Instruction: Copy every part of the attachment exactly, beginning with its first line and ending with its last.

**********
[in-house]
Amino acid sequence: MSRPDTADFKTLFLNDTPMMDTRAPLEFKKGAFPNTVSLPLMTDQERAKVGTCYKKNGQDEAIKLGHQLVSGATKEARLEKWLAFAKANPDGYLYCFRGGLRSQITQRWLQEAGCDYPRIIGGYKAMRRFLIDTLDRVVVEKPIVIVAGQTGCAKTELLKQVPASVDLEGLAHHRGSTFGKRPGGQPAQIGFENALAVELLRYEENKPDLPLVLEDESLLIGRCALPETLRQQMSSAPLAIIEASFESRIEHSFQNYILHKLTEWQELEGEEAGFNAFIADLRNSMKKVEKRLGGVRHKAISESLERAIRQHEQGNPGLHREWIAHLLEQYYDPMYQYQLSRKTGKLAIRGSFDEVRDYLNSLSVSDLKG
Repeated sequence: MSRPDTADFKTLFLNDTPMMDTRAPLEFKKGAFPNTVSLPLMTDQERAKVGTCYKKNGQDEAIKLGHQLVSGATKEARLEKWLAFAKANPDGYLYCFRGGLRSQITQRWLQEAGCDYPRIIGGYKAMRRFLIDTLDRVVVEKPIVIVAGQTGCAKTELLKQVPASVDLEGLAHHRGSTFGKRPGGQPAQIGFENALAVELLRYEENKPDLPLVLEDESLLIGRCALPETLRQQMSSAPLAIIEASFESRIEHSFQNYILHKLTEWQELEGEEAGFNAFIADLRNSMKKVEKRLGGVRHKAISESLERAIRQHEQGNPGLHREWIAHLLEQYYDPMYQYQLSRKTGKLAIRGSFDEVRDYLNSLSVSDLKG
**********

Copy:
[in-house]
Amino acid sequence: MSRPDTADFKTLFLNDTPMMDTRAPLEFKKGAFPNTVSLPLMTDQERAKVGTCYKKNGQDEAIKLGHQLVSGATKEARLEKWLAFAKANPDGYLYCFRGGLRSQITQRWLQEAGCDYPRIIGGYKAMRRFLIDTLDRVVVEKPIVIVAGQTGCAKTELLKQVPASVDLEGLAHHRGSTFGKRPGGQPAQIGFENALAVELLRYEENKPDLPLVLEDESLLIGRCALPETLRQQMSSAPLAIIEASFESRIEHSFQNYILHKLTEWQELEGEEAGFNAFIADLRNSMKKVEKRLGGVRHKAISESLERAIRQHEQGNPGLHREWIAHLLEQYYDPMYQYQLSRKTGKLAIRGSFDEVRDYLNSLSVSDLKG
Repeated sequence: MSRPDTADFKTLFLNDTPMMDTRAPLEFKKGAFPNTVSLPLMTDQERAKVGTCYKKNGQDEAIKLGHQLVSGATKEARLEKWLAFAKANPDGYLYCFRGGLRSQITQRWLQEAGCDYPRIIGGYKAMRRFLIDTLDRVVVEKPIVIVAGQTGCAKTELLKQVPASVDLEGLAHHRGSTFGKRPGGQPAQIGFENALAVELLRYEENKPDLPLVLEDESLLIGRCALPETLRQQMSSAPLAIIEASFESRIEHSFQNYILHKLTEWQELEGEEAGFNAFIADLRNSMKKVEKRLGGVRHKAISESLERAIRQHEQGNPGLHREWIAHLLEQYYDPMYQYQLSRKTGKLAIRGSFDEVRDYLNSLSVSDLKG